# Sampling Distributions

Populations follow **distributions**, which are likelihoods of values we expect to see. Not to be confused with an individual *sample*, a **sampling distribution** is the *distribution* of a particular statistic (mean, median, etc) across multiple repeated *samples* of the *same size from the same population.*

But what effect does sampling have on what you can infer that from your population?

Does the ratio of “4 out of 5 dentists” that recommend something extrapolate to *all dentists* or would it be more accurate to say “4 out of the 5 dentists that we asked”?

## Ex: Coin Flipping

There’s no real “population” of coin flips– you can perform the flip an infinite number of times, so it’d be impossible to gather all values and calculate the true population parameters. Nevertheless, we know that the distribution of a fair coin is ^{50}⁄_{50}.

But, for the sake of argument, say you only flipped one coin and recored that it landed on heads. That heads result obviously doesn’t extrapolate to every other coin. Or to put it differently, we can’t then infer that the “probability of getting heads is 100%,” based on the result of our one coin-flip.

### Simulating a Lot of Coin Flips

Here, let’s assign the value `1`

to any coin that lands on heads, and `0`

for tails.

```
import numpy as np
%pylab inline
```

```
Populating the interactive namespace from numpy and matplotlib
```

So we have a function that will give the sample proportion of a coin that was flipped `n`

times

```
def coinflip_prop(n):
return np.random.randint(2, size=n).mean()
```

`coinflip_prop(10)`

```
0.40000000000000002
```

And build a way to sample that flip multiple times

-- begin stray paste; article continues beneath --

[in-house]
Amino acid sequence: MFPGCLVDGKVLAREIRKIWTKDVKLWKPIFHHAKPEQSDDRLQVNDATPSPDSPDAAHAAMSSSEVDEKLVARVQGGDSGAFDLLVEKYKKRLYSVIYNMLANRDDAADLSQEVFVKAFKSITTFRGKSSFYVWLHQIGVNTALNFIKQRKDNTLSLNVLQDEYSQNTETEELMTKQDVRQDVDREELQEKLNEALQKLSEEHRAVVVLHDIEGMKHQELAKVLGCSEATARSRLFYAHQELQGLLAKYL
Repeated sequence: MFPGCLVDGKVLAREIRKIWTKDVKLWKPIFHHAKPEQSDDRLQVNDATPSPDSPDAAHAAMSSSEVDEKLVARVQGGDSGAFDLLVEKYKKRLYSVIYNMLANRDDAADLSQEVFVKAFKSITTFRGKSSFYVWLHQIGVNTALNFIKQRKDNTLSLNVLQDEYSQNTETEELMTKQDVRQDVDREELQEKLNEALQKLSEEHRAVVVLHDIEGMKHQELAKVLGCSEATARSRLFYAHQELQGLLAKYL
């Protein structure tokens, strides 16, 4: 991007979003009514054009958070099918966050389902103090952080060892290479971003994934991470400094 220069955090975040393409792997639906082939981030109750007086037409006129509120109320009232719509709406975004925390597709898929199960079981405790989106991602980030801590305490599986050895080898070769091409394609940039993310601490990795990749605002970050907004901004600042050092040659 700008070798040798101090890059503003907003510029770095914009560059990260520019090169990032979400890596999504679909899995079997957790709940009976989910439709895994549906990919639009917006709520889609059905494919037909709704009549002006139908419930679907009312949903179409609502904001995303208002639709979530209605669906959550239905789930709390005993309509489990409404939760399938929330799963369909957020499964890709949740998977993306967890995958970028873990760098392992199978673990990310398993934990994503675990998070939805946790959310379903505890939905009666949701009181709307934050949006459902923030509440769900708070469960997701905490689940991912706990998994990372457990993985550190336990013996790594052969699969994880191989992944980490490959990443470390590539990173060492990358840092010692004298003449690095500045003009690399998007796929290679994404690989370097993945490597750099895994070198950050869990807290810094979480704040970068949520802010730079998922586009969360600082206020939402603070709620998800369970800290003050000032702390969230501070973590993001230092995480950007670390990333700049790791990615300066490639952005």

```
def samples_of_coinflips(samples, nFlips):
return np.array([coinflip_prop(nFlips) for x in range(samples)])
```

`samples_of_coinflips(5, 10)`

```
array([ 0.5, 0.6, 0.3, 0.5, 0.4])
```

### A Few Samples

We can take a look at what happens **to the distribution of results, when we monitor the sample proportion**.

For 25 samples of “fair coin flipped 10 times”, we get

```
tenFlips = samples_of_coinflips(25, 10)
_ = plt.hist(tenFlips, range=(0, 1))
tenFlips.mean(), tenFlips.std()
```

```
(0.436, 0.18736061485808589)
```

And again

```
tenFlips = samples_of_coinflips(25, 10)
_ = plt.hist(tenFlips, range=(0, 1))
tenFlips.mean(), tenFlips.std()
```

```
(0.47599999999999992, 0.110562199688682)
```

### Big Sample Size

Whereas if we did 1000 flips, 25 times, we see that the average value for all flips is perfectly centered around the value we expect, .5

```
thousandFlips = samples_of_coinflips(25, 1000)
_ = plt.hist(thousandFlips, range=(0, 1))
thousandFlips.mean(), thousandFlips.std()
```

```
(0.50087999999999999, 0.013865987162838432)
```

Thus, **the larger your sample size, the less variability in your sampling distribution**

### A Lot of Samples

Conversely, if we only ever look at 10 flips at a time, but repeat that sample thousands of times

```
tenFlips = samples_of_coinflips(250000, 10)
_ = plt.hist(tenFlips, range=(0, 1))
tenFlips.mean(), tenFlips.std()
```

```
(0.4997975999999999, 0.15809452563020646)
```

we find that the sampling distribution starts to look like a normal curve

### A Lot of Both

Indeed, when we take a ton of samples, each sampling a lot of coin flips, we can see that **the distribution of the sample mean follows a normal distribution**

```
import pandas as pd
hundredFlips = samples_of_coinflips(250000, 100)
pd.Series(hundredFlips).plot(kind='density')
hundredFlips.mean(), hundredFlips.std()
```

```
(0.50011791999999988, 0.049848230609256333)
```